Published January 7, 2020
In late 2019, it came to my attention that Arc Minnesota was actively building a coalition of stakeholders to develop a 2020 legislative plan to phase out the commensurate wage regulation, known as 14(c), which permits a special minimum wage. After hearing strong opposition from many stakeholders this plan has been shelved for the time being. Still, there are several efforts at the federal level to eliminate the 14(c) regulation, and the Minnesota Disability Services Division (DSD) is moving forward with its plan to redesign Day Training & Habilitation (DT&H) services and impose a 36-month limit on prevocational services (with a possible 12-month extension) for anyone enrolled after 12/31/20.
It is my view that this DSD plan will eliminate the center-based work option for adults with intellectual or developmental disabilities (I/DD) even if the 14(c) regulation is retained. To explain my reasoning I wrote a document entitled “Smoke & Fire” that is formatted in the style of a 2015 document entitled “Myths & Realities” written by the RTC on Community Living at the University of Minnesota. My hope is that a reader will better understand the issue if explained in a similar format and structure.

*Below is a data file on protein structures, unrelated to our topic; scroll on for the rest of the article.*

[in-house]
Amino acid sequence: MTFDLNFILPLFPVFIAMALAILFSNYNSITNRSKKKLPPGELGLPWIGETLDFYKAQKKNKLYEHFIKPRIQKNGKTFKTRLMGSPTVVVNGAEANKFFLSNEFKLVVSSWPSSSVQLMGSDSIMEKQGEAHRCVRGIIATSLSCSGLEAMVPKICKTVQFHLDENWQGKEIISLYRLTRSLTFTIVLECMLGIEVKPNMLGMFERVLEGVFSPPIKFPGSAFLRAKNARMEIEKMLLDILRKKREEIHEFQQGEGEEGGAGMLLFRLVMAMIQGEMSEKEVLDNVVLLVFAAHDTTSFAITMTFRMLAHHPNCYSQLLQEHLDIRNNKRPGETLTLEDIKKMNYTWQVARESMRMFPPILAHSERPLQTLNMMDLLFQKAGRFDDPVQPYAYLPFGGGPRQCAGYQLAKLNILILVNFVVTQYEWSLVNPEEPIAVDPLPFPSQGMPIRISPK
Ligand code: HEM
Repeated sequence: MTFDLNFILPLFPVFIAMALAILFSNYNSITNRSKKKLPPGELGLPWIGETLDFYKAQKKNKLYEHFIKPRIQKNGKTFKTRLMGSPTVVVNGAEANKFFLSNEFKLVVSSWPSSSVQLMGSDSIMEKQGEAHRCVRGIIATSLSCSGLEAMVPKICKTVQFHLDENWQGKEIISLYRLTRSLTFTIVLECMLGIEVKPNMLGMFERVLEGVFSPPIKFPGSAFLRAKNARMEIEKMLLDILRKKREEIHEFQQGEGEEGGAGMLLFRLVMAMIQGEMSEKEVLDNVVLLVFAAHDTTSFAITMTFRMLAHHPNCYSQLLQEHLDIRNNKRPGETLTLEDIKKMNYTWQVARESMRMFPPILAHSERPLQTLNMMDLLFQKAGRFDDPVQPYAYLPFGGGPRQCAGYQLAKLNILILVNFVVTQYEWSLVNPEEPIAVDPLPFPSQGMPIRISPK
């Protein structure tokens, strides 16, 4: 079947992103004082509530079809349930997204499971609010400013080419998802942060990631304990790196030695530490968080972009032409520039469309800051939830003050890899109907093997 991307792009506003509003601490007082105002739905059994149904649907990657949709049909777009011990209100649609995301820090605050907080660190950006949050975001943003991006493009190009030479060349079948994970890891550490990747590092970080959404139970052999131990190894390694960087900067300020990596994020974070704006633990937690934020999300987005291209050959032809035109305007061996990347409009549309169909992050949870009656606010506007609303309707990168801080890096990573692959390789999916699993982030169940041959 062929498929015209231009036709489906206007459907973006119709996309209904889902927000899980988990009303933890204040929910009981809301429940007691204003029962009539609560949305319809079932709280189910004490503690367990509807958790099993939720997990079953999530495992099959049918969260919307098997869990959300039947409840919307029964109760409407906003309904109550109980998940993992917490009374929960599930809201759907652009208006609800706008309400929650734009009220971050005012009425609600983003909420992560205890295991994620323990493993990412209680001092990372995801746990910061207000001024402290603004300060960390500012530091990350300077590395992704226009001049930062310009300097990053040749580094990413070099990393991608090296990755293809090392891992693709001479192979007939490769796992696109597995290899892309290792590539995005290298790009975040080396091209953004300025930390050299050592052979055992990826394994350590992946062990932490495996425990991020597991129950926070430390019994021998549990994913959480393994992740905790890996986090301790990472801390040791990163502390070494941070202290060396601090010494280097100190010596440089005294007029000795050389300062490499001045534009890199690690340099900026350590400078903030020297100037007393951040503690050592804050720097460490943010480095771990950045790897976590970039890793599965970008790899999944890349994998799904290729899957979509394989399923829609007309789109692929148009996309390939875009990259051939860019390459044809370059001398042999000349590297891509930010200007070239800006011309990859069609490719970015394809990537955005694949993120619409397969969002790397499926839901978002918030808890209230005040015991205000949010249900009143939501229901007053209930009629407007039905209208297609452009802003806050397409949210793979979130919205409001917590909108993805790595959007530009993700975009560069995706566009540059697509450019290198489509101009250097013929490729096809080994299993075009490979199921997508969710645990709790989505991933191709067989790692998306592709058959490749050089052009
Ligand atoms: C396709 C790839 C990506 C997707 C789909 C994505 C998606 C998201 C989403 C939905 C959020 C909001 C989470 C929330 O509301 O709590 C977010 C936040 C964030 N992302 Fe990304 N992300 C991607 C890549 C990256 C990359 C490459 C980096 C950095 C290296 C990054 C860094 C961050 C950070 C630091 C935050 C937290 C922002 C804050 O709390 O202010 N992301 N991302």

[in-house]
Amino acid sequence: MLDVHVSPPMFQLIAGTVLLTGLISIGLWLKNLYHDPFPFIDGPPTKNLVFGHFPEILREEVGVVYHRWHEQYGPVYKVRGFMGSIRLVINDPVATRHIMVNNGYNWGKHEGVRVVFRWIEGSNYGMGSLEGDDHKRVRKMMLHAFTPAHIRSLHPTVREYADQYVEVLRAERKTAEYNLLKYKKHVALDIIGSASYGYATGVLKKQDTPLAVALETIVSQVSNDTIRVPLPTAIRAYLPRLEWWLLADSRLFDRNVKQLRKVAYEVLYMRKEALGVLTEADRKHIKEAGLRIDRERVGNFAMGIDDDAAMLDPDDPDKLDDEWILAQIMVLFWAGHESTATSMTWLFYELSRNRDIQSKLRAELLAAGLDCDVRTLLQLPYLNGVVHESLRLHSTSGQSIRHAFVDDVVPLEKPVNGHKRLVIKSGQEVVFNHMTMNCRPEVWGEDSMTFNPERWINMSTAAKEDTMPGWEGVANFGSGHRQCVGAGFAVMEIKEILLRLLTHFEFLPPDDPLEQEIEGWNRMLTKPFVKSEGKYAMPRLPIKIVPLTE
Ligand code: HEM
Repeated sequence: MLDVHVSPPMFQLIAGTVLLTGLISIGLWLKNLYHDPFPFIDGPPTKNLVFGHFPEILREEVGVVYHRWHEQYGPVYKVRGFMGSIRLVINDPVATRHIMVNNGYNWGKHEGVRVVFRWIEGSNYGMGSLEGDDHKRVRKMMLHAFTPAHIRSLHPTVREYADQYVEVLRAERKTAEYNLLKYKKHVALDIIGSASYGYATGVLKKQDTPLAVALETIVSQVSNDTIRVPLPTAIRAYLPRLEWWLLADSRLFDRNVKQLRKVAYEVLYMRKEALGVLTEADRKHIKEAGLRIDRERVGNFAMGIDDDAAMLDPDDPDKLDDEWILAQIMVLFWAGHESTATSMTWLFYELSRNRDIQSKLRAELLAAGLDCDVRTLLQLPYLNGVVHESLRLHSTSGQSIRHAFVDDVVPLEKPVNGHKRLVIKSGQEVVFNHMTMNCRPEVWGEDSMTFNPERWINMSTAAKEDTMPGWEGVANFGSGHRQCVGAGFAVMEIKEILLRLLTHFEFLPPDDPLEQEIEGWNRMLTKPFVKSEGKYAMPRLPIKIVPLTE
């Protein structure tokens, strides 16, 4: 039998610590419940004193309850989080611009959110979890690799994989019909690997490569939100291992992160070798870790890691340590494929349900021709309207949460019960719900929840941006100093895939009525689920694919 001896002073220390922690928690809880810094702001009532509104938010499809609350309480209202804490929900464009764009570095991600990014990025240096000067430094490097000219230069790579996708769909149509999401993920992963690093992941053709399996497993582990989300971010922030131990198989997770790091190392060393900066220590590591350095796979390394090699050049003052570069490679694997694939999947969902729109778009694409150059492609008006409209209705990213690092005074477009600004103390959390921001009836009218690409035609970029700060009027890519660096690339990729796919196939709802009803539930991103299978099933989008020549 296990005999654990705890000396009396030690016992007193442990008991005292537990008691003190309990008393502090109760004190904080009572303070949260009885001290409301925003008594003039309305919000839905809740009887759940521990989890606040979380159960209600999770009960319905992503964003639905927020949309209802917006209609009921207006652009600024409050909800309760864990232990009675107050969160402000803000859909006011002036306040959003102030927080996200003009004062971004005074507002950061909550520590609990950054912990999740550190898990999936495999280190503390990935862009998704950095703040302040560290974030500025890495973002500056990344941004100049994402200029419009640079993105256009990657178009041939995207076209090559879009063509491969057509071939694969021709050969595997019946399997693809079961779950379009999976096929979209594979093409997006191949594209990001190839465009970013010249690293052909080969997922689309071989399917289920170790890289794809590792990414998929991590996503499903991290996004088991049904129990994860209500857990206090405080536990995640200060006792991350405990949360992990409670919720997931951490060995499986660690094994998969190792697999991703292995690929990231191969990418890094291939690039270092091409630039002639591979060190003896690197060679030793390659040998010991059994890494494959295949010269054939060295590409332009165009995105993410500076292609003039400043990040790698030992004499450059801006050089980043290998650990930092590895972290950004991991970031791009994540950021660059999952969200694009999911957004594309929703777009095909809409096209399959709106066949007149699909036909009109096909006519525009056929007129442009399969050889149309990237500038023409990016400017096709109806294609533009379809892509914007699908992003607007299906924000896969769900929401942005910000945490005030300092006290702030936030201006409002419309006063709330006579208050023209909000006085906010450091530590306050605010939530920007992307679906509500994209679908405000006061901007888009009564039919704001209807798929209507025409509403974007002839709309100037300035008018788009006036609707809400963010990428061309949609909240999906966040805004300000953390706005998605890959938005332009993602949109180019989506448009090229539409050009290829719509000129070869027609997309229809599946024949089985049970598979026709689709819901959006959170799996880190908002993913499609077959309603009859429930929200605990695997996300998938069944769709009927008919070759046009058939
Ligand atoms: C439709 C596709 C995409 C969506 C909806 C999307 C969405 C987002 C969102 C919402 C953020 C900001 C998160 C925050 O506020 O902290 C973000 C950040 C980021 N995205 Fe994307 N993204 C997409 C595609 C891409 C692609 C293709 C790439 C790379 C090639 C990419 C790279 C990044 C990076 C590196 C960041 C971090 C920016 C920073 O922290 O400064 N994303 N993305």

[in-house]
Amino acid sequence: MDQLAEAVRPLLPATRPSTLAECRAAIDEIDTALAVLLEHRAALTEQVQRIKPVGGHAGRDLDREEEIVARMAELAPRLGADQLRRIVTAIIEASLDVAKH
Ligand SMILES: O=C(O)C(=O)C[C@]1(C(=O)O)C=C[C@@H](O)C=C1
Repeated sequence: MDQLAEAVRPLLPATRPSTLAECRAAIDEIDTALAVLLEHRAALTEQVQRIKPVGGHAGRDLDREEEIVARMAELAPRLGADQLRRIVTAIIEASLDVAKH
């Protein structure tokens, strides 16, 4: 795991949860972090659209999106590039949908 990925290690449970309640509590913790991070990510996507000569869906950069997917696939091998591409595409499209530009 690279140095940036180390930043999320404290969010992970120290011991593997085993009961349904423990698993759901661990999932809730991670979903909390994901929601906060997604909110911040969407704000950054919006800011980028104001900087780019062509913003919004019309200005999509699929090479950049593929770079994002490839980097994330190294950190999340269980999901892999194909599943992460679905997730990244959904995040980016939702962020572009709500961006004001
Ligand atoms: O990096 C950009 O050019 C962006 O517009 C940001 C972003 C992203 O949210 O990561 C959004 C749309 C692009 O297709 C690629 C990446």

Both documents are attached as a pdf to this editorial and I suggest that the reader print both and read the same section of each before moving onto the next section. In this manner, the contrasting views may be clearer to the reader by the time they finish reading the documents.
At Merrick we have more than 200 clients that earned more than $750,000 last year through our 14(c) center-based work option who either can’t or don’t want to work in a competitive integrated work environment. It is my hope that others will strive to convince DHS to reconsider its DT&H redesign plan and proposed limit on prevocational services so that people with I/DD can make meaningful decisions about how to live, work, and interact with the community as promised in the Olmstead Plan.